Coal mine collapse in West Virginia kills two miners

BECKLEY, West Virginia Tue May 13, 2014 12:41pm EDT

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BECKLEY, West Virginia (Reuters) - A West Virginia coal mine collapsed, killing two miners during an operation that had been one of the most hazardous in the industry, officials and the company said on Tuesday.

A "ground failure" caused the Patriot Coal Corp's Brody Mine No. 1 to collapse at about 8:30 p.m. on Monday, trapping two miners, the federal Mine Safety and Health Administration said in a statement.

The miners, both from West Virginia, were identified as Eric Legg, 48, of Twilight and Gary Hensley, 46, of Chapmanville. The men's bodies have been recovered.

"We express our deepest sympathies to Eric's and Gary's families, friends and co-workers," Mike Day, Patriot's executive vice president for operations, said in a statement.

He said the St. Louis-based company was cooperating with state and federal regulators investigating the accident.

Patriot said the incident took place as workers were carrying out retreat mining, which involves mining coal and leaving pillars behind to support the mine roof. When mining is completed, the pillars are collapsed and removed.

From 2003 to 2007, seven U.S. miners were killed in retreat mining, but the number fell to zero from 2008 to 2012, Mine Safety data shows.

The Brody mine is part of the Wells Mining Complex near Wharton, in West Virginia's Boone County.

Mine Safety data for the Brody mine shows that the rate of days lost because of accidents there has been above the national average since 2006. (here)

The two deaths raised the number of U.S. coal mining fatalities this year to five, and there were 20 in 2013, according to Mine Safety data.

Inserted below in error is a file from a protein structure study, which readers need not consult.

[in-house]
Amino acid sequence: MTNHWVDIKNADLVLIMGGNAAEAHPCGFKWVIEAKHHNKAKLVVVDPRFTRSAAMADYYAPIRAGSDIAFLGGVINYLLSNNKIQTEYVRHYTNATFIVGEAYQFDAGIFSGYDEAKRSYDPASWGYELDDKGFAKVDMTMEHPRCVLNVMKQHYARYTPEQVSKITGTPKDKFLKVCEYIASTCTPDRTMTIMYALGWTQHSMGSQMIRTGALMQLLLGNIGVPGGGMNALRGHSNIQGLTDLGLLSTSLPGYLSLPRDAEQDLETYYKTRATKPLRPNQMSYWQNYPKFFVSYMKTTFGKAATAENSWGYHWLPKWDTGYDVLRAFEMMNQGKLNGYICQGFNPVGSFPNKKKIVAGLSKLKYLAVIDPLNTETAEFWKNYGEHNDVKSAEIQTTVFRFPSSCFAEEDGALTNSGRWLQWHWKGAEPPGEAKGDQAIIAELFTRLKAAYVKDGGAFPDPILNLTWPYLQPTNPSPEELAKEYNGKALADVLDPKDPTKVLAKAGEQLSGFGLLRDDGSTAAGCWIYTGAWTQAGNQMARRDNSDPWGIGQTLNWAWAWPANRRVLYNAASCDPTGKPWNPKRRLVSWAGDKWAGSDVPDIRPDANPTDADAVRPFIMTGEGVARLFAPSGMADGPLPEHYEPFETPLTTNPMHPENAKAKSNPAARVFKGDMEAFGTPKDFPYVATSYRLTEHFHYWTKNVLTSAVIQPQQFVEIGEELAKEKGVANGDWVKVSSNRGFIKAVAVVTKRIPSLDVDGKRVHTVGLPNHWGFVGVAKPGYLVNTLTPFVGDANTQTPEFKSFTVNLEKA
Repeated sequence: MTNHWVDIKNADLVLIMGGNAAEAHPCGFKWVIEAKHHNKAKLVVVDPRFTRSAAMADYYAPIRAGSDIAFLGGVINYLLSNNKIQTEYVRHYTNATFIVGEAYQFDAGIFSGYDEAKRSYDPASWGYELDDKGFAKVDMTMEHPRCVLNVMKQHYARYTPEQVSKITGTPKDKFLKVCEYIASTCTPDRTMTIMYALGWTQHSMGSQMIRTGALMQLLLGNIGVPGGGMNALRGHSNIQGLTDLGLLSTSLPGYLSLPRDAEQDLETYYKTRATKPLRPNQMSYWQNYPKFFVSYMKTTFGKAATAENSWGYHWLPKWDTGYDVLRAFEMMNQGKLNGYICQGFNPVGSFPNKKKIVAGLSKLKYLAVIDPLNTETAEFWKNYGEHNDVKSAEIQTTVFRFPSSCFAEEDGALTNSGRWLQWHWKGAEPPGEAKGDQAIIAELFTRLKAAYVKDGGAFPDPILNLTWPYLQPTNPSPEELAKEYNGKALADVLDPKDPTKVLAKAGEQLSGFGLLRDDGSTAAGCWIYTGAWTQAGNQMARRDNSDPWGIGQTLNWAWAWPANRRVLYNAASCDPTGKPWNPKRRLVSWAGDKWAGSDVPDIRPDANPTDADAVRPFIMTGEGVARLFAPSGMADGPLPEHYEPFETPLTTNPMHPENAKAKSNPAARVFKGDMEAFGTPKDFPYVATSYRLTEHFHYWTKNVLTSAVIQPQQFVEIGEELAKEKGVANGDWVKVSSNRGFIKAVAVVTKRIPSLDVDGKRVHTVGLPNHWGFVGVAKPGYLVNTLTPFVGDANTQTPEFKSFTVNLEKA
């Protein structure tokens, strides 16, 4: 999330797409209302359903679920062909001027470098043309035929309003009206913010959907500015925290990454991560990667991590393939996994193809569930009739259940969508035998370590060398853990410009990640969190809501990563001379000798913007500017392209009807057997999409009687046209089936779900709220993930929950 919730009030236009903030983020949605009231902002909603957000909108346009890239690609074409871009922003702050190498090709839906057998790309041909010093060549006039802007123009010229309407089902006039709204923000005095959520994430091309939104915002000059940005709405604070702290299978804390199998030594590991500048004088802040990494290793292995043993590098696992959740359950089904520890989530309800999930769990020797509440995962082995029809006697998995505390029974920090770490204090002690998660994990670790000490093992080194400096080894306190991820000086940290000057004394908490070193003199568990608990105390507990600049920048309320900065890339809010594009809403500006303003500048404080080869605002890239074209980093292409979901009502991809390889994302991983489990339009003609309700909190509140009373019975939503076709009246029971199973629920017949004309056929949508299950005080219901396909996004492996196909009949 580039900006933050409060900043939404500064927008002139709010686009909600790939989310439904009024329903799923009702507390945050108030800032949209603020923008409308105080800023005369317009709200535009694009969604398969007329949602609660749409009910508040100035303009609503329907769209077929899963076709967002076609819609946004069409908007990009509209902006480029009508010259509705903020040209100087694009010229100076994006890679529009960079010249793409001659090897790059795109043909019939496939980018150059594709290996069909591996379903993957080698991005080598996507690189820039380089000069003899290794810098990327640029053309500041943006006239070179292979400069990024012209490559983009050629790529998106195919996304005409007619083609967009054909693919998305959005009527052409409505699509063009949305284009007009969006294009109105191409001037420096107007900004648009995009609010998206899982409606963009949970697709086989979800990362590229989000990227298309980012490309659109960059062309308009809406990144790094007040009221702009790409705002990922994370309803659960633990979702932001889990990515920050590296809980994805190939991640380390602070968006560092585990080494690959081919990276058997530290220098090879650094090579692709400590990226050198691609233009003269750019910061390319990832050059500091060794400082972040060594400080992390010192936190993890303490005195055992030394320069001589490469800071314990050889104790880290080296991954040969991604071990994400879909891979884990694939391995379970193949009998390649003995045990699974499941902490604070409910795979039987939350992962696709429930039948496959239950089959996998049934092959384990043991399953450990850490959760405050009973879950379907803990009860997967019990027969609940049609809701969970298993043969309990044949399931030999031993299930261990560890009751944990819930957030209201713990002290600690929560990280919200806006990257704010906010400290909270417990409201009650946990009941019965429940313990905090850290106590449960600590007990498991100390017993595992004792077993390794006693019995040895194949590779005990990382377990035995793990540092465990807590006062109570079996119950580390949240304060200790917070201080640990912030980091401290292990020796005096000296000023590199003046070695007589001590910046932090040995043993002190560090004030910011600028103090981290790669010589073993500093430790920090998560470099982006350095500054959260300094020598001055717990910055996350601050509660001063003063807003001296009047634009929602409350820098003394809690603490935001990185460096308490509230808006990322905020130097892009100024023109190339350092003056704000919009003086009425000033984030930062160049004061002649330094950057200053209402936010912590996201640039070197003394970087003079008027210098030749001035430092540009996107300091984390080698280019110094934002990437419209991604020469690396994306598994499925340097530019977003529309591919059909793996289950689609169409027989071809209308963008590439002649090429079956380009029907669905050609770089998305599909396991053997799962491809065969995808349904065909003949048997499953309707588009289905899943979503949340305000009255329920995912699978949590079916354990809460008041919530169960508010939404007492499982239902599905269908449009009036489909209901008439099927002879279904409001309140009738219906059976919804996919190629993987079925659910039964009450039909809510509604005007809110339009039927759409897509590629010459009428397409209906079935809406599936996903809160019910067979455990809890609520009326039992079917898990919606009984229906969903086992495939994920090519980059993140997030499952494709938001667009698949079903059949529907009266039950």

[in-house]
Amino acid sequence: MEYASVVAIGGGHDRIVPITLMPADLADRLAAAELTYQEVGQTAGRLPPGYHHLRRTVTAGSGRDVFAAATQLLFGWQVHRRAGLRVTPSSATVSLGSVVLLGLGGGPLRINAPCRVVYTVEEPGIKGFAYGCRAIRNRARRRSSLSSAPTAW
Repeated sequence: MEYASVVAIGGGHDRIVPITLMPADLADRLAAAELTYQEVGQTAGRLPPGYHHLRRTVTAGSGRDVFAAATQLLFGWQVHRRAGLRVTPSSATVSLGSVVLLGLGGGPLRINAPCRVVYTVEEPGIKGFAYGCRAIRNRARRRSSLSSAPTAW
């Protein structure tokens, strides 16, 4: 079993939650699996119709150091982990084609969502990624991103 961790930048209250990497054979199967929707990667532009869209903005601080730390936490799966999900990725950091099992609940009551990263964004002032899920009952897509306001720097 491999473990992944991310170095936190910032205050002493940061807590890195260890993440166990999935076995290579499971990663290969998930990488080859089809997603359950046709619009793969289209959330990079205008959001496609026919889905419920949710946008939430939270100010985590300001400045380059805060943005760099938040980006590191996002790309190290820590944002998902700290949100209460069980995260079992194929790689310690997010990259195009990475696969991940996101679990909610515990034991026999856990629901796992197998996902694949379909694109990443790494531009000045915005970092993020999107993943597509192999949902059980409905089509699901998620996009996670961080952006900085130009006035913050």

Those numbers spiked to 48 in 2010, when 29 miners were killed in an explosion at West Virginia's Upper Big Branch Mine.

West Virginia is one of the biggest U.S. producers of coal and leads states in coal-mining deaths, Mine Safety numbers show. Before Monday's accident, the state recorded 124 deaths since 2003, about 39 percent of the U.S. total.

The Brody Mine averaged 262 underground workers in the first quarter of this year, data show.

Separately, Patriot said on Monday it was temporarily idling its Highland mine complex near Henderson, Kentucky. It cited a structural failure that damaged part of the Camp Preparation Plant last week.

(Editing by Barbara Goldberg, Sofina Mirza-Reid, Meredith Mazzilli and Gunna Dickson)

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Comments (1)
njglea wrote:
With a name like Patriot you have to know it’s got to be bad for workers and average Americans. Another nasty corporation sucking up the competition, filing bankruptcy to get out of having to pay retirement benefits and sticking it to workers once again. The new American Corporate Way. Read up if you wish:

May 13, 2014 10:52am EDT  --  Report as abuse
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